Philip Concannon lets himself get taken for a ride by Linda Fiorentino, as he rewatches The Last Seduction.
It doesn’t take long for The Last Seduction to give us a sense of the kind of person Bridget Gregory is. The film opens in a telemarketing office, where Bridget (Linda Fiorentino) strides purposefully around a team of men who are making calls and trying to offload some commemorative coins. If they fail, Bridget admonishes and humiliates them; ‘A minute and fifty seconds, Bernie?’ she tells one as he hangs up the phone, ‘You expect these leads to grow on fucking trees?’ When one of her employees does make a sale she gives him a $100 bonus, after he has declined her offer of some of the supposedly rare coin that they are in the business of selling. ‘Wise man’ she says, sounding disappointed.
There aren’t a lot of wise men in The Last Seduction, and that’s just the way Bridget Gregory likes it. She’s a woman who knows what she wants and will use her power over men to obtain it. Her first victim is her husband Clay (Bill Pullman), an aspiring doctor who has a sideline selling drugs and has just scored $700,000 with a case full of pharmaceutical cocaine. When he’s in the shower, she disappears with the cash in her bag, fleeing New York and leaving him to face some insistent loan sharks empty-handed. She ends up in Beston, a small town near Buffalo, and decides to lie low here, adopting the identity Wendy Kroy and plotting her next move. If the men of New York are no match for Bridget Gregory, then what chance do the men of this quaint little town have?
The Last Seduction was the second neo-noir directed by John Dahl in the space of a year. His first, Red Rock West starred Nicolas Cage as an ordinary guy who takes the opportunity to get his hands on a large amount of money and quickly finds himself in over his head. In The Last Seduction, Dahl and screenwriter Steve Barancik shift the focus to that other noir staple, the femme fatale, and they’ve clearly tried to create the ultimate example of this archetype, making no attempt to soften or mitigate her amoral character. In fact, by making her the focus of the film rather than having a male protagonist who is drawn into her web, they align us with her point-of-view and encourage us to enjoy her cruel manipulation of those around her. Buoyed along by the jazzy score and Barancik’s economical, witty screenplay, there’s no denying that The Last Seduction is an enormously enjoyable film.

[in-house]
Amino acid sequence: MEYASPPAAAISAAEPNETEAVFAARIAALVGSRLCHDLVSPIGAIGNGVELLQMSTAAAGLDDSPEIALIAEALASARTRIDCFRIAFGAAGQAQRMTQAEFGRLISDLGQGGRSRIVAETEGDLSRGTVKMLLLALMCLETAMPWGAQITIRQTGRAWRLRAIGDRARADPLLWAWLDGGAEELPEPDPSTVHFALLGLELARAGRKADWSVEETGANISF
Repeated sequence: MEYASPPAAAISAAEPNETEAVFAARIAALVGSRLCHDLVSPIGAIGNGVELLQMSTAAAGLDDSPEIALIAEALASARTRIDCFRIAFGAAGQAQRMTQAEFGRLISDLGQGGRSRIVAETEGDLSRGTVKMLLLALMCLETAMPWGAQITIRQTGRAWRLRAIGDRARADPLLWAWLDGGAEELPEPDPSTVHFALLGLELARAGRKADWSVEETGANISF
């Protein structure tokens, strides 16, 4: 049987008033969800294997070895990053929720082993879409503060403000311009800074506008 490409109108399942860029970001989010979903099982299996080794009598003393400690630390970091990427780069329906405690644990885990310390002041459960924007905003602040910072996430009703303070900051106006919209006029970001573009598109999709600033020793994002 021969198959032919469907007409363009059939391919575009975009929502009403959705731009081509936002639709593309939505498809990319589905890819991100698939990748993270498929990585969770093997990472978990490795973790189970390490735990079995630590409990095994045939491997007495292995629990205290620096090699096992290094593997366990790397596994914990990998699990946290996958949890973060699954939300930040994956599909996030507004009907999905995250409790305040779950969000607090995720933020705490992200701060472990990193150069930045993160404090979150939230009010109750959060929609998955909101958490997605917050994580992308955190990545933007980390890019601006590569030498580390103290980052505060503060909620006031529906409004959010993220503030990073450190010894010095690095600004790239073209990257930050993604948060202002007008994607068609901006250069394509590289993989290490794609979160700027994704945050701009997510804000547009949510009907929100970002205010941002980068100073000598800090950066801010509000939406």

A lot of the film’s success has to do with getting the most important casting choice right. Linda Fiorentino had been acting for almost a decade by 1994 and had a handful of mostly unmemorable roles to her name, with perhaps the standout being her supporting turn in Martin Scorsese’s After Hours. There was little evidence to suggest that she could carry a film as confidently as she does here, but The Last Seduction is one of those perfect meetings of actor and character that instantly ensures it’s impossible to imagine anyone else in the same role. There’s a great contrast between Fiorentino’s severe demeanour and the gullible openness of Peter Berg as Mike, the Beston local who falls head-over-heels for this city girl and can’t understand why she doesn’t want anything more from their relationship than a ‘designated fuck’. At one point, after pestering her to stay and talk instead of just grabbing her clothes and disappearing into the night, it almost looks like Mike has finally reached her. ‘I guess it’s because I’ve been hurt before, I don’t want to get close to anyone right now’ she tells him, her features softening and a wounded quality appearing in her eyes. ‘You’re different from the others, Mike…I feel like maybe I could love you’. Just as Mike is about to savour his breakthrough, Bridget’s face hardens again and she sarcastically drawls, ‘Will that do?’
So much of what makes The Last Seduction tick centres on what Fiorentino does with her face. Aside from those few brief occasions when she needs to appear meek and submissive, her expression barely changes, but you can always see the calculation and focus in her eyes. There’s a great shot of her sitting at a bar listening to Mike talk about his job and working out how she can utilise this information, and the camera slowly pans forward on her face in a way that reminded me of De Niro at the bar in Goodfellas deciding who to have killed. Dahl’s direction is a masterclass in tight, economical storytelling and Barancik’s debut screenplay is superbly constructed, balancing a genuinely clever and involving plot with a heavy dose of black comedy and plenty of sharp dialogue. Fiorentino is often talked about as one of the great Oscar omissions, with the film’s appearance on television making it ineligible for the 1995 Academy Awards, and it’s true that she would have been a welcome addition to the Best Actress field, but I’d like to think that Barancik would have given Quentin Tarantino a run for his money in the Best Original Screenplay category too.
The Last Seduction was a career peak for many of those involved. Barancik wrote a straight-to-video sequel, Dahl directed a couple of moderately entertaining films (Rounders and Joy Ride) before turning to television, and Fiorentino never again found a showcase for her particular talents (one wonders how her career would have developed if the Last Seduction had been made in 1944 instead of 1994). She has only taken on one acting role since 2002 and doesn’t look likely to return, but she has left an indelible mark on cinema with one of the screen’s great wicked women. We’ll always have Bridget Gregory, or should I say, she’ll always have us.
The Last Seduction is out on Blu-ray on Monday.